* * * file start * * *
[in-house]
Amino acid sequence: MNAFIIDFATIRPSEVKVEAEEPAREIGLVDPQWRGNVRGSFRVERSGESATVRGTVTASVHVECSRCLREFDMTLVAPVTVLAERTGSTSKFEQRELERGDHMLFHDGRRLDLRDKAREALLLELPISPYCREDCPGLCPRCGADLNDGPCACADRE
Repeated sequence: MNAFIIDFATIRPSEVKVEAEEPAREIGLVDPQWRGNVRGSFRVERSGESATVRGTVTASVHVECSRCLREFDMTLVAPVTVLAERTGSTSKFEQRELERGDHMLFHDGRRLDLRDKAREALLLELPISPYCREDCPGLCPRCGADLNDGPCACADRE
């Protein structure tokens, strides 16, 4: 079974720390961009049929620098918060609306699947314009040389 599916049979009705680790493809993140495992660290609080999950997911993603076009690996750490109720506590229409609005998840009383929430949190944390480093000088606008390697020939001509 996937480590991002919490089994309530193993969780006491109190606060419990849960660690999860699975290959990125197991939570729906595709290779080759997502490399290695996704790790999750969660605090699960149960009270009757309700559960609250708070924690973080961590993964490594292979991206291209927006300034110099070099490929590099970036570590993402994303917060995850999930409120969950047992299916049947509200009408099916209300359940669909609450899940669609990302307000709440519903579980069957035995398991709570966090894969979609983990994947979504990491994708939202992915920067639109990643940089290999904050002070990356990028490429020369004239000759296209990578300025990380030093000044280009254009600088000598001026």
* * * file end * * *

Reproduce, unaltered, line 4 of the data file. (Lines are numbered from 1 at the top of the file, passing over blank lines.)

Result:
């Protein structure tokens, strides 16, 4: 079974720390961009049929620098918060609306699947314009040389 599916049979009705680790493809993140495992660290609080999950997911993603076009690996750490109720506590229409609005998840009383929430949190944390480093000088606008390697020939001509 996937480590991002919490089994309530193993969780006491109190606060419990849960660690999860699975290959990125197991939570729906595709290779080759997502490399290695996704790790999750969660605090699960149960009270009757309700559960609250708070924690973080961590993964490594292979991206291209927006300034110099070099490929590099970036570590993402994303917060995850999930409120969950047992299916049947509200009408099916209300359940669909609450899940669609990302307000709440519903579980069957035995398991709570966090894969979609983990994947979504990491994708939202992915920067639109990643940089290999904050002070990356990028490429020369004239000759296209990578300025990380030093000044280009254009600088000598001026």